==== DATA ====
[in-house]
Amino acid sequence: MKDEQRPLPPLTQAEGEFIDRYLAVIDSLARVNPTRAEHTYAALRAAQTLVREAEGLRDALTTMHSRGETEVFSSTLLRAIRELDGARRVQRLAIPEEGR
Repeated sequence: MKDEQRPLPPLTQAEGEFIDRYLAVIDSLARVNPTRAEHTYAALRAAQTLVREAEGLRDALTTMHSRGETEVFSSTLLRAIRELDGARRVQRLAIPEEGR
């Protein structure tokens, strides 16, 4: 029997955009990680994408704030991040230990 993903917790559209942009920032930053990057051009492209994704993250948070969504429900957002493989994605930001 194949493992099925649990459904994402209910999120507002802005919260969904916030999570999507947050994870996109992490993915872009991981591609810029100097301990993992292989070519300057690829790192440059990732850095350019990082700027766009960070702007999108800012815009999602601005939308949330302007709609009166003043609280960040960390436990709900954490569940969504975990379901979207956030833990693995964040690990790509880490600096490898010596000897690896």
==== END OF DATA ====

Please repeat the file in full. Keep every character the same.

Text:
[in-house]
Amino acid sequence: MKDEQRPLPPLTQAEGEFIDRYLAVIDSLARVNPTRAEHTYAALRAAQTLVREAEGLRDALTTMHSRGETEVFSSTLLRAIRELDGARRVQRLAIPEEGR
Repeated sequence: MKDEQRPLPPLTQAEGEFIDRYLAVIDSLARVNPTRAEHTYAALRAAQTLVREAEGLRDALTTMHSRGETEVFSSTLLRAIRELDGARRVQRLAIPEEGR
């Protein structure tokens, strides 16, 4: 029997955009990680994408704030991040230990 993903917790559209942009920032930053990057051009492209994704993250948070969504429900957002493989994605930001 194949493992099925649990459904994402209910999120507002802005919260969904916030999570999507947050994870996109992490993915872009991981591609810029100097301990993992292989070519300057690829790192440059990732850095350019990082700027766009960070702007999108800012815009999602601005939308949330302007709609009166003043609280960040960390436990709900954490569940969504975990379901979207956030833990693995964040690990790509880490600096490898010596000897690896």